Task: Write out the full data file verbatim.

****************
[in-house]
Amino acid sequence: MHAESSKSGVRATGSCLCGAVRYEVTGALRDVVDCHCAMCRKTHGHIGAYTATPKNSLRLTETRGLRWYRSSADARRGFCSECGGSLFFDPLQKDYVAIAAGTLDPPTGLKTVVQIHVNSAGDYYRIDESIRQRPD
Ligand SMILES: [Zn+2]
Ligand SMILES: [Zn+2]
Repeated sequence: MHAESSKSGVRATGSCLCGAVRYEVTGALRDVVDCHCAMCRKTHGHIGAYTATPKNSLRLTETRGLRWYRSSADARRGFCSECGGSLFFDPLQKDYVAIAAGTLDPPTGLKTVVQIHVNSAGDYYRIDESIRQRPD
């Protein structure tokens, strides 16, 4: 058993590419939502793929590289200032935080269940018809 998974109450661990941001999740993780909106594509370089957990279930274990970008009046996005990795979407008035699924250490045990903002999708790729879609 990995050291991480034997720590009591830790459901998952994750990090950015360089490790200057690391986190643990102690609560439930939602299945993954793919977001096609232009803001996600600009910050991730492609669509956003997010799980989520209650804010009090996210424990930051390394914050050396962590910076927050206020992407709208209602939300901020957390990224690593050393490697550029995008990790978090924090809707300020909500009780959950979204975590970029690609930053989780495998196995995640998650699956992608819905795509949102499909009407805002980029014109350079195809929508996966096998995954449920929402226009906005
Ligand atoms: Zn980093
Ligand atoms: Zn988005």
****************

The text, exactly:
[in-house]
Amino acid sequence: MHAESSKSGVRATGSCLCGAVRYEVTGALRDVVDCHCAMCRKTHGHIGAYTATPKNSLRLTETRGLRWYRSSADARRGFCSECGGSLFFDPLQKDYVAIAAGTLDPPTGLKTVVQIHVNSAGDYYRIDESIRQRPD
Ligand SMILES: [Zn+2]
Ligand SMILES: [Zn+2]
Repeated sequence: MHAESSKSGVRATGSCLCGAVRYEVTGALRDVVDCHCAMCRKTHGHIGAYTATPKNSLRLTETRGLRWYRSSADARRGFCSECGGSLFFDPLQKDYVAIAAGTLDPPTGLKTVVQIHVNSAGDYYRIDESIRQRPD
């Protein structure tokens, strides 16, 4: 058993590419939502793929590289200032935080269940018809 998974109450661990941001999740993780909106594509370089957990279930274990970008009046996005990795979407008035699924250490045990903002999708790729879609 990995050291991480034997720590009591830790459901998952994750990090950015360089490790200057690391986190643990102690609560439930939602299945993954793919977001096609232009803001996600600009910050991730492609669509956003997010799980989520209650804010009090996210424990930051390394914050050396962590910076927050206020992407709208209602939300901020957390990224690593050393490697550029995008990790978090924090809707300020909500009780959950979204975590970029690609930053989780495998196995995640998650699956992608819905795509949102499909009407805002980029014109350079195809929508996966096998995954449920929402226009906005
Ligand atoms: Zn980093
Ligand atoms: Zn988005």